Our Take on Chimera Genetics
In the next week, we will be harvesting Pinot Gris from our Haynes Creek, Skaha Bench and Naramata Bench vineyards. We are very excited as this is our largest crop of Pinot Gris to date due to the 22-acre expansion planted by the Holler family over the last 2.5 years. While walking the vineyards this morning, we noticed more genetic variation in the grapes than prior years. This variation is known as chimera mutation. Chimera mutation demonstrates the relationship between all Pinot varieties - Pinot Gris, Pinot Blanc and Pinot Noir and because of the natural ebb and flow of the vineyard, we are becoming more aware of it.
From our experience, the chimera mutation is seen to mutate Pinot Gris to Pinot Blanc in a hotter, drier climate whereas in cooler temperate soils the Pinot Gris mutates to Pinot Noir. In the first photo, we have one bunch that is mostly Pinot Gris but has partially mutated back to Pinot Blanc. On the right side of the cluster, you can see one grape that is half of each. The reasoning for this is still being discovered, what we know from our vineyards is that these genetic mutations happen because of the interaction between soil, temperature (both hot and cold), aspect, and overall stress on the vine. The second photo shows each varietal starting from left to right – Pinot Blanc, Pinot Gris, Pinot Noir.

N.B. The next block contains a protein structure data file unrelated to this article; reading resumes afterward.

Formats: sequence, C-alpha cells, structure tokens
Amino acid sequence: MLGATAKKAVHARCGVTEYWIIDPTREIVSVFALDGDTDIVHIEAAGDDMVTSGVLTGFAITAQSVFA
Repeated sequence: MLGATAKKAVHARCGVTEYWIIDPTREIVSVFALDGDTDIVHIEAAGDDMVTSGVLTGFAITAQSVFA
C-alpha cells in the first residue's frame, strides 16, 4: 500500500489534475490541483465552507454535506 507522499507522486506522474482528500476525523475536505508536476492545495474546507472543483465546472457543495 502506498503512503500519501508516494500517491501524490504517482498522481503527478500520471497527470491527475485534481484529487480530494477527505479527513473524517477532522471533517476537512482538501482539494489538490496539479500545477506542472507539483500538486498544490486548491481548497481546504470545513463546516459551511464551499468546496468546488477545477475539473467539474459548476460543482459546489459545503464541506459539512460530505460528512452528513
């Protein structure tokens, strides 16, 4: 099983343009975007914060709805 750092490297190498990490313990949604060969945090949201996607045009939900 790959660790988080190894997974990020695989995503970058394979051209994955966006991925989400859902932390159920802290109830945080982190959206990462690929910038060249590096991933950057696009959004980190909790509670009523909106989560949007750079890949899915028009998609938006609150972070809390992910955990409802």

Does this mean that the Poplar Grove Pinot Gris is not a single varietal wine?
Less than 2% of our plants are affected and the mutation does not compromise any overall flavour or quality. We do like to think that this makes our Pinot Gris just a little extra special as we believe in embracing the natural ebb and flow rather than fighting the natural happenings in our vineyards.